So, you’re enjoying a Netflix binge with your roommate when you see something dash across your living room floor. You instantly recall the New York City ‘Pizza Rat’ video that went viral this September. He even wiggled his way into the New York Times, and now one of his pals has chosen your cozy home to settle in for winter. If you live in an area where the fall weather is rolling in, so are the rodents. This is their prime season to seek food, shelter, and warmth indoors. But don’t panic — just like bed bugs — you can get rid of mice in the house and prevent them from coming back no matter where you live with a few expert tips.
How to Get Rid of Mice in the House
The first thing you should do once you’ve seen a mouse is contact your landlord. He/she will schedule a pest management professional to inspect your place and safely eliminate the mice with their professional equipment. But so you’re not twiddling your thumbs waiting for the next mouse-sighting, there are a few things you can do yourself. Dr. Nancy Troyano, entomologist and Director of Technical Education and Training at Rentokil North America offers some tips on how you can help get rid of mice in the house.
- Clean up any potential food sources. This includes any of your food sitting on countertops, as well as animal food. Pet food should be off the floor and in sealed containers.
- Clean clutter areas where mouse activity is suspected. Boxes, linen, stashed holiday decorations are all recognized as safe harbor for mice.
- Identify all possible entry ways where mice can get in. Common entryways include gaps around utility pipes and holes around walls and doors. Remember that mice only need an entryway the size of a dime, so don’t overlook any insignificant holes.
If you’re an animal lover or you know your vegan roommate is going to seriously object to causing any harm to the little critters, consider setting up some humane mouse traps around your apartment. You might want to consider buying multiple traps to increase your likelihood of catching a mouse because the sneaky rodents travel stealthily. Plus, as Troyano points out, if you’ve already seen one mouse, there’s a good chance there are more.
“Mice can be tricky to get rid of, as they are secretive and tend to hide in inaccessible areas. They’re also nocturnal, so generally only come out at night to seek food and nesting material,” she says.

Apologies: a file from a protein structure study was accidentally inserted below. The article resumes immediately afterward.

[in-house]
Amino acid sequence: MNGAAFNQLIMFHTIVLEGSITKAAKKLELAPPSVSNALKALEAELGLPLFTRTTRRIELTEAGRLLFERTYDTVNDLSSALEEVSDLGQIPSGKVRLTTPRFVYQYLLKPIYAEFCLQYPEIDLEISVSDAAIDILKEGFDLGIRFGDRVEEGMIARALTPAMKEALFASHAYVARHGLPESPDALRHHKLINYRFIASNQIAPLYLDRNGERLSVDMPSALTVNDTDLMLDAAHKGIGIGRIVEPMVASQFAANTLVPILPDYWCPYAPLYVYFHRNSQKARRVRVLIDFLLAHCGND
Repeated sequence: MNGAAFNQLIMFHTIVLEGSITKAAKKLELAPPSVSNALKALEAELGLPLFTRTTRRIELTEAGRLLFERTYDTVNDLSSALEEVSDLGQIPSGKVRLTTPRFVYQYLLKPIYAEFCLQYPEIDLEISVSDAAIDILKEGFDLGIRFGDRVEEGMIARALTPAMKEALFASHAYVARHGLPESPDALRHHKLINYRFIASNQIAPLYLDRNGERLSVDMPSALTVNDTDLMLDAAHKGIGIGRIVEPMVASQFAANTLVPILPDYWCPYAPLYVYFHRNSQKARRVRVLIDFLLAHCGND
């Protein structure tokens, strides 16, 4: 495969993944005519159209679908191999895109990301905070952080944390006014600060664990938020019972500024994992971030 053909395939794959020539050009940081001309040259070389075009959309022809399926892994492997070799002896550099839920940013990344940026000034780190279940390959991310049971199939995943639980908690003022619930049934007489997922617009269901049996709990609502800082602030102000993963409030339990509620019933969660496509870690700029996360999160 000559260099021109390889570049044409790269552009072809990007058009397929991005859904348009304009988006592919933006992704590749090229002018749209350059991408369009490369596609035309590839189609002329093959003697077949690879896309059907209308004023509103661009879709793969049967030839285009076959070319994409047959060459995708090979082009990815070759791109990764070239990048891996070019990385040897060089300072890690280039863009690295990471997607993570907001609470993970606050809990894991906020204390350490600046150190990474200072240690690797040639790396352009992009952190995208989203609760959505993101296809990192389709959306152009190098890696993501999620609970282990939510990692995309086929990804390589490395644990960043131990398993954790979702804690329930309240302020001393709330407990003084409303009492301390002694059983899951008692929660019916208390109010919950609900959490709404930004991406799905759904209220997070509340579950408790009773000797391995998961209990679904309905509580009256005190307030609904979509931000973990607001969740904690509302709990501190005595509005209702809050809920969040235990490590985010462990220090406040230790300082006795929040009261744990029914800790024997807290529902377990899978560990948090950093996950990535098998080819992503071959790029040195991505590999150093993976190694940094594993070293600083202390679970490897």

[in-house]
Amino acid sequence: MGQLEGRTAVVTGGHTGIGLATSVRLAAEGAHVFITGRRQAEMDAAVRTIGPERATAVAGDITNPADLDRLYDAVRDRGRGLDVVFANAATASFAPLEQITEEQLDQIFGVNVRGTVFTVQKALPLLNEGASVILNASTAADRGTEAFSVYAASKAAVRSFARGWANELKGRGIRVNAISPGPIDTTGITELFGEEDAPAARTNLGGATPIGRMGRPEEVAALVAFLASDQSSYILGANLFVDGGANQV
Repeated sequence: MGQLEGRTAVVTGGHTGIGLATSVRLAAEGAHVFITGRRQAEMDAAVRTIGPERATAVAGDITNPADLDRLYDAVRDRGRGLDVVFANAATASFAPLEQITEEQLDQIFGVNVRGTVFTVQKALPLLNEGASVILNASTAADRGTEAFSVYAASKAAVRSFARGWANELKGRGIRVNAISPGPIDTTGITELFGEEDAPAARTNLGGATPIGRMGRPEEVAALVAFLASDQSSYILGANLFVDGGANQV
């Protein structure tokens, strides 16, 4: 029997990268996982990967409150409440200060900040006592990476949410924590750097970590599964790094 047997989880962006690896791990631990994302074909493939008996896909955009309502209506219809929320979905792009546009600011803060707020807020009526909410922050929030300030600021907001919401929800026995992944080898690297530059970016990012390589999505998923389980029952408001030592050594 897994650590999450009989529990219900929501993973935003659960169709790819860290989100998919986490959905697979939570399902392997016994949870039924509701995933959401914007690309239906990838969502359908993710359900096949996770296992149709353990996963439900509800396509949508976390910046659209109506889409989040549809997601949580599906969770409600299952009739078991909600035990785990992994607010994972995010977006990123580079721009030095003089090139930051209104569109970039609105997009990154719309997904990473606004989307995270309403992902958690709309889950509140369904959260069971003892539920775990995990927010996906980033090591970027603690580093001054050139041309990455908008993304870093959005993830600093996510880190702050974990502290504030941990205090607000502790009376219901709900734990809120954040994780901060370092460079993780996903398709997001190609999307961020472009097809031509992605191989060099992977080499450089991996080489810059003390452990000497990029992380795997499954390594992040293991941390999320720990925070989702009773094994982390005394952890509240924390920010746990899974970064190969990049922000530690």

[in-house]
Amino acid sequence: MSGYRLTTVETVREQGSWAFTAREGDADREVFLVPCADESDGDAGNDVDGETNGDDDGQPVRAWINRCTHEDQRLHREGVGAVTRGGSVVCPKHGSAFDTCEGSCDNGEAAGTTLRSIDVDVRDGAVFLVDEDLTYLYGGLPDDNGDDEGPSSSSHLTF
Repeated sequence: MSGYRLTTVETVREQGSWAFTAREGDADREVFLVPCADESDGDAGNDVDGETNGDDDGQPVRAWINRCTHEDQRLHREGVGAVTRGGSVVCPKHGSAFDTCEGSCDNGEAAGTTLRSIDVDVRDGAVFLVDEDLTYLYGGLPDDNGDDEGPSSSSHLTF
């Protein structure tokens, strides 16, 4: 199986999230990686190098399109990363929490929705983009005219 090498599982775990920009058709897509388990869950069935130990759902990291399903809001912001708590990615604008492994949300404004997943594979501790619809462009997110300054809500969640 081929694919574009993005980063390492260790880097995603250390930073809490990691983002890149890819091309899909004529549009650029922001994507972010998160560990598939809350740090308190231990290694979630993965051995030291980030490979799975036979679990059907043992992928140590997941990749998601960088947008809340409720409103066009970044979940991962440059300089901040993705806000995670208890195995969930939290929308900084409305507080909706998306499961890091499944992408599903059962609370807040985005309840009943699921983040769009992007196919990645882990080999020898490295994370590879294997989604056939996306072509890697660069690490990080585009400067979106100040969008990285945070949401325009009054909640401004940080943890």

“Additionally, mice are prolific breeders, with one female capable of producing more than 30 offspring in one year. Because of their elusive behavior and reproductive potential, the size of a mouse infestation is often underestimated.”
After your home is definitely mouse-free, take some steps to prevent them coming back. Luckily most of Troyano’s tips are common sense and easy to implement.
- Make sure doors, windows, and all potential openings are sealed. Remember how it only takes a dime-sized hole for a mouse to get in? Make sure you check every nook and cranny carefully!
- Keep food stored properly in airtight containers. Additionally, clean regularly under stoves and refrigerators where crumbs can gather.
- Repair cracks on the exterior of your home (or ask your landlord to do this). They might be harder to identify if you live in an apartment building, but you can try asking your landlord to do a thorough check and repair.
- Remove air conditioning units in the winter. The space around them can be super-highways for rodents and other pests. (Plus leaving them in will only let in drafts.)
- Dispose of garbage quickly and properly. ‘Tis the season to be the bigger roommate. Take the trash out immediately before you face consequences worse than this.
- Make sure your attic or basement doesn’t have a leak issue. Any source of moisture can attract rodents, and you definitely don’t want to be facing a mold issue on top of that.
Besides being obvious pests, mice can bring with them icky germs and food-borne illnesses, says Troyano — all the more reason why taking measures to prevent a repeat infestations are that much more important.
“Mice have a tendency to live in or frequent unsanitary places such as sewers or garbage piles, where they acquire bacteria such as salmonella, and harbor it in their digestive tracts,” she says. “Then they enter homes and contaminate food and food surfaces with their infected droppings, which can lead to acute food-poisoning in humans.”
“Another concern is mouse allergens. A protein found within the urine of the common house mouse has been reported to trigger asthma and closely-related allergic conditions in susceptible people. Because mice typically urinate in micro-droplets wherever they’re nesting, eating and traveling throughout the day, mouse urine can literally be found on thousands of surfaces throughout a home.”
Hear that, Pizza Rat? You and your friends have to go.